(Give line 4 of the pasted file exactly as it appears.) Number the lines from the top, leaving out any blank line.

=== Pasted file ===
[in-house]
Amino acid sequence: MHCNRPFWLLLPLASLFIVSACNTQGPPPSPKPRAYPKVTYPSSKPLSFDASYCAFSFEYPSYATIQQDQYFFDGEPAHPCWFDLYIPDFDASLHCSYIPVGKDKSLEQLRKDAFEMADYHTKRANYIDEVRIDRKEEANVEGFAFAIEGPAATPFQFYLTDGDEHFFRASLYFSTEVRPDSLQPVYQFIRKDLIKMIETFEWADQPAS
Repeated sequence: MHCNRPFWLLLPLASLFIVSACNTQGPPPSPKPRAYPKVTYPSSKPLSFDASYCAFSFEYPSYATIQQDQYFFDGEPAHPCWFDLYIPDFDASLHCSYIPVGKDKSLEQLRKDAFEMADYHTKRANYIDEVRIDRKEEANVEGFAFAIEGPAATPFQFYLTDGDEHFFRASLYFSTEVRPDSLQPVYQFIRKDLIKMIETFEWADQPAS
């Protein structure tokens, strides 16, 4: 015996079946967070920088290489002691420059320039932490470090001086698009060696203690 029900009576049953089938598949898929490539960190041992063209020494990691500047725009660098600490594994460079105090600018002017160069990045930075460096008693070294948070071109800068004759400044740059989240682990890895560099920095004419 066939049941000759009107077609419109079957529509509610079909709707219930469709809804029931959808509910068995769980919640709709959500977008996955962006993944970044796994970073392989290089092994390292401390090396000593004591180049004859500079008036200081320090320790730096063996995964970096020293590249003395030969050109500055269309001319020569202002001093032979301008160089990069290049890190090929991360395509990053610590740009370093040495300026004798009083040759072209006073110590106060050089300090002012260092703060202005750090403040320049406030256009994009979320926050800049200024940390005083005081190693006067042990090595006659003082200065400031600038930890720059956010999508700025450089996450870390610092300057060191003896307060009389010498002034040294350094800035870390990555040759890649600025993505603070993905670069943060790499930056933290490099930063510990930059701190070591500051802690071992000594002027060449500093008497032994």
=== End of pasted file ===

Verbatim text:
């Protein structure tokens, strides 16, 4: 015996079946967070920088290489002691420059320039932490470090001086698009060696203690 029900009576049953089938598949898929490539960190041992063209020494990691500047725009660098600490594994460079105090600018002017160069990045930075460096008693070294948070071109800068004759400044740059989240682990890895560099920095004419 066939049941000759009107077609419109079957529509509610079909709707219930469709809804029931959808509910068995769980919640709709959500977008996955962006993944970044796994970073392989290089092994390292401390090396000593004591180049004859500079008036200081320090320790730096063996995964970096020293590249003395030969050109500055269309001319020569202002001093032979301008160089990069290049890190090929991360395509990053610590740009370093040495300026004798009083040759072209006073110590106060050089300090002012260092703060202005750090403040320049406030256009994009979320926050800049200024940390005083005081190693006067042990090595006659003082200065400031600038930890720059956010999508700025450089996450870390610092300057060191003896307060009389010498002034040294350094800035870390990555040759890649600025993505603070993905670069943060790499930056933290490099930063510990930059701190070591500051802690071992000594002027060449500093008497032994």